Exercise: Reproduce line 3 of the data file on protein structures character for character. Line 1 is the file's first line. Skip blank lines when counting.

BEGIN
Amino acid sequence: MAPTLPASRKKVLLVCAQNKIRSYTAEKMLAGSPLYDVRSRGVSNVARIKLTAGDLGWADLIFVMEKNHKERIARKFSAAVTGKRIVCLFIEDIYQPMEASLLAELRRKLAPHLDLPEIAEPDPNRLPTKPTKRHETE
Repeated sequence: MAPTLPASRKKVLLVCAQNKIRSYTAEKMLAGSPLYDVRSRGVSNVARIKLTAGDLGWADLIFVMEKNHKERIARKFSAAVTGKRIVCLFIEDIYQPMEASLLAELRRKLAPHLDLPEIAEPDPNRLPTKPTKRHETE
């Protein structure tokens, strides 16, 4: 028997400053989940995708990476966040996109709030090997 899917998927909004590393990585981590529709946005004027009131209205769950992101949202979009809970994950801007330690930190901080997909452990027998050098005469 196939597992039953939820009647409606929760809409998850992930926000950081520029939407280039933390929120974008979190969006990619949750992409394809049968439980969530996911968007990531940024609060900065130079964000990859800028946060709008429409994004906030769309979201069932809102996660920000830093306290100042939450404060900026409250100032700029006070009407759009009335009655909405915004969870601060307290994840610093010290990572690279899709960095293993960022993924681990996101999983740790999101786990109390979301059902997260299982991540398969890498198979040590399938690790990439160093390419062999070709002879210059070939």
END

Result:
């Protein structure tokens, strides 16, 4: 028997400053989940995708990476966040996109709030090997 899917998927909004590393990585981590529709946005004027009131209205769950992101949202979009809970994950801007330690930190901080997909452990027998050098005469 196939597992039953939820009647409606929760809409998850992930926000950081520029939407280039933390929120974008979190969006990619949750992409394809049968439980969530996911968007990531940024609060900065130079964000990859800028946060709008429409994004906030769309979201069932809102996660920000830093306290100042939450404060900026409250100032700029006070009407759009009335009655909405915004969870601060307290994840610093010290990572690279899709960095293993960022993924681990996101999983740790999101786990109390979301059902997260299982991540398969890498198979040590399938690790990439160093390419062999070709002879210059070939």